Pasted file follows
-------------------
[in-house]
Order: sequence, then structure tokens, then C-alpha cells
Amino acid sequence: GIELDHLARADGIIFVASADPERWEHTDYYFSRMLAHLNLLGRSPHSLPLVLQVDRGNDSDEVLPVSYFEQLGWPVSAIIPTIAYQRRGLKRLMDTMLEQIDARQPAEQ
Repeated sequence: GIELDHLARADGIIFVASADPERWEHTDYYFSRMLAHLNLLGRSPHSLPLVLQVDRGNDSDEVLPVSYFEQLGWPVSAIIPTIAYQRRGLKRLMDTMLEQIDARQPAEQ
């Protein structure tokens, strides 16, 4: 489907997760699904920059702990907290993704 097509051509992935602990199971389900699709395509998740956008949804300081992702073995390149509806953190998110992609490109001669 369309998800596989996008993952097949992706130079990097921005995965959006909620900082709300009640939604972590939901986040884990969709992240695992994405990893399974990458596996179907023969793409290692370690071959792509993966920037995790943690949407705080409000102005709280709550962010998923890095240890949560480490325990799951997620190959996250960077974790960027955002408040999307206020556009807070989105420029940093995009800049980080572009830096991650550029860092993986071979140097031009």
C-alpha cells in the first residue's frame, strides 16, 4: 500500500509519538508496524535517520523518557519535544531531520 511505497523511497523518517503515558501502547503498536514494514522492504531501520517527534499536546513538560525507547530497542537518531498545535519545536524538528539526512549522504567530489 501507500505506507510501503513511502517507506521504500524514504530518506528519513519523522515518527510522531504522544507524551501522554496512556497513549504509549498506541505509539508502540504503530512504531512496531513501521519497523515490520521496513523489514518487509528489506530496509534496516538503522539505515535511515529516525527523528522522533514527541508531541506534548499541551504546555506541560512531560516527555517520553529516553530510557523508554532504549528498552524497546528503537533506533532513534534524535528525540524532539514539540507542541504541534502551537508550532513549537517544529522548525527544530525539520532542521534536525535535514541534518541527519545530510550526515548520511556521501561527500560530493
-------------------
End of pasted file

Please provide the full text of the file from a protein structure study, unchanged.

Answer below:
[in-house]
Order: sequence, then structure tokens, then C-alpha cells
Amino acid sequence: GIELDHLARADGIIFVASADPERWEHTDYYFSRMLAHLNLLGRSPHSLPLVLQVDRGNDSDEVLPVSYFEQLGWPVSAIIPTIAYQRRGLKRLMDTMLEQIDARQPAEQ
Repeated sequence: GIELDHLARADGIIFVASADPERWEHTDYYFSRMLAHLNLLGRSPHSLPLVLQVDRGNDSDEVLPVSYFEQLGWPVSAIIPTIAYQRRGLKRLMDTMLEQIDARQPAEQ
């Protein structure tokens, strides 16, 4: 489907997760699904920059702990907290993704 097509051509992935602990199971389900699709395509998740956008949804300081992702073995390149509806953190998110992609490109001669 369309998800596989996008993952097949992706130079990097921005995965959006909620900082709300009640939604972590939901986040884990969709992240695992994405990893399974990458596996179907023969793409290692370690071959792509993966920037995790943690949407705080409000102005709280709550962010998923890095240890949560480490325990799951997620190959996250960077974790960027955002408040999307206020556009807070989105420029940093995009800049980080572009830096991650550029860092993986071979140097031009």
C-alpha cells in the first residue's frame, strides 16, 4: 500500500509519538508496524535517520523518557519535544531531520 511505497523511497523518517503515558501502547503498536514494514522492504531501520517527534499536546513538560525507547530497542537518531498545535519545536524538528539526512549522504567530489 501507500505506507510501503513511502517507506521504500524514504530518506528519513519523522515518527510522531504522544507524551501522554496512556497513549504509549498506541505509539508502540504503530512504531512496531513501521519497523515490520521496513523489514518487509528489506530496509534496516538503522539505515535511515529516525527523528522522533514527541508531541506534548499541551504546555506541560512531560516527555517520553529516553530510557523508554532504549528498552524497546528503537533506533532513534534524535528525540524532539514539540507542541504541534502551537508550532513549537517544529522548525527544530525539520532542521534536525535535514541534518541527519545530510550526515548520511556521501561527500560530493